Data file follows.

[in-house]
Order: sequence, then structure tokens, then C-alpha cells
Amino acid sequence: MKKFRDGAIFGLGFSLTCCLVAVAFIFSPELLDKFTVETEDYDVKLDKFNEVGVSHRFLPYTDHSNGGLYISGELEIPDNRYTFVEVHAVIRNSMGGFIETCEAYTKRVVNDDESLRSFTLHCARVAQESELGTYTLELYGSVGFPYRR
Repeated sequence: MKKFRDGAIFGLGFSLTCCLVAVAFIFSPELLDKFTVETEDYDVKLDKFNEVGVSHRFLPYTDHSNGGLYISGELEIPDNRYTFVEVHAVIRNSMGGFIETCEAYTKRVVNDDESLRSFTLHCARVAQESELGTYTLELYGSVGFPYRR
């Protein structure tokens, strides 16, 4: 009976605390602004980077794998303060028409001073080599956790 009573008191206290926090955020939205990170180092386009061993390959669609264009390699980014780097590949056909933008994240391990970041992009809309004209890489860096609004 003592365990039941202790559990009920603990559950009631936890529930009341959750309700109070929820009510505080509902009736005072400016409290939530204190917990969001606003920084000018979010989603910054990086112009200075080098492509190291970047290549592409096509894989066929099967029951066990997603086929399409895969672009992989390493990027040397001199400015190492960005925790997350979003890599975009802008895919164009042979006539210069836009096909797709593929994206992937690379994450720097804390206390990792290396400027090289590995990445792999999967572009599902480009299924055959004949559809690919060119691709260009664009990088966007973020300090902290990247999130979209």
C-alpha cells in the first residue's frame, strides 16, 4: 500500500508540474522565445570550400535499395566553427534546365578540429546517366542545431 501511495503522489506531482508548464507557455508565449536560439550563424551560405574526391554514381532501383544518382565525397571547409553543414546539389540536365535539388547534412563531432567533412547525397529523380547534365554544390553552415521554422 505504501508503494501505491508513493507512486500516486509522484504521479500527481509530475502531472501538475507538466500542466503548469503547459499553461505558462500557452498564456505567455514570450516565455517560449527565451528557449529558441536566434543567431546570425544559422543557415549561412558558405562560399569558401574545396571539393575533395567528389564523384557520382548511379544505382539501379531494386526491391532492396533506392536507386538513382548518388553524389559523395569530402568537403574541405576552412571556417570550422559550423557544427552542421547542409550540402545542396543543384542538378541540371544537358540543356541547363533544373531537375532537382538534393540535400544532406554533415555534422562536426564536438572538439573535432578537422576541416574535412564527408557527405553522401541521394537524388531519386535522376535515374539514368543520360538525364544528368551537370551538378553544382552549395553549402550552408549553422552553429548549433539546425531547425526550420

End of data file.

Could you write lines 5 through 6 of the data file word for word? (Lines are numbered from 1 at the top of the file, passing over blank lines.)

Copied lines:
């Protein structure tokens, strides 16, 4: 009976605390602004980077794998303060028409001073080599956790 009573008191206290926090955020939205990170180092386009061993390959669609264009390699980014780097590949056909933008994240391990970041992009809309004209890489860096609004 003592365990039941202790559990009920603990559950009631936890529930009341959750309700109070929820009510505080509902009736005072400016409290939530204190917990969001606003920084000018979010989603910054990086112009200075080098492509190291970047290549592409096509894989066929099967029951066990997603086929399409895969672009992989390493990027040397001199400015190492960005925790997350979003890599975009802008895919164009042979006539210069836009096909797709593929994206992937690379994450720097804390206390990792290396400027090289590995990445792999999967572009599902480009299924055959004949559809690919060119691709260009664009990088966007973020300090902290990247999130979209």
C-alpha cells in the first residue's frame, strides 16, 4: 500500500508540474522565445570550400535499395566553427534546365578540429546517366542545431 501511495503522489506531482508548464507557455508565449536560439550563424551560405574526391554514381532501383544518382565525397571547409553543414546539389540536365535539388547534412563531432567533412547525397529523380547534365554544390553552415521554422 505504501508503494501505491508513493507512486500516486509522484504521479500527481509530475502531472501538475507538466500542466503548469503547459499553461505558462500557452498564456505567455514570450516565455517560449527565451528557449529558441536566434543567431546570425544559422543557415549561412558558405562560399569558401574545396571539393575533395567528389564523384557520382548511379544505382539501379531494386526491391532492396533506392536507386538513382548518388553524389559523395569530402568537403574541405576552412571556417570550422559550423557544427552542421547542409550540402545542396543543384542538378541540371544537358540543356541547363533544373531537375532537382538534393540535400544532406554533415555534422562536426564536438572538439573535432578537422576541416574535412564527408557527405553522401541521394537524388531519386535522376535515374539514368543520360538525364544528368551537370551538378553544382552549395553549402550552408549553422552553429548549433539546425531547425526550420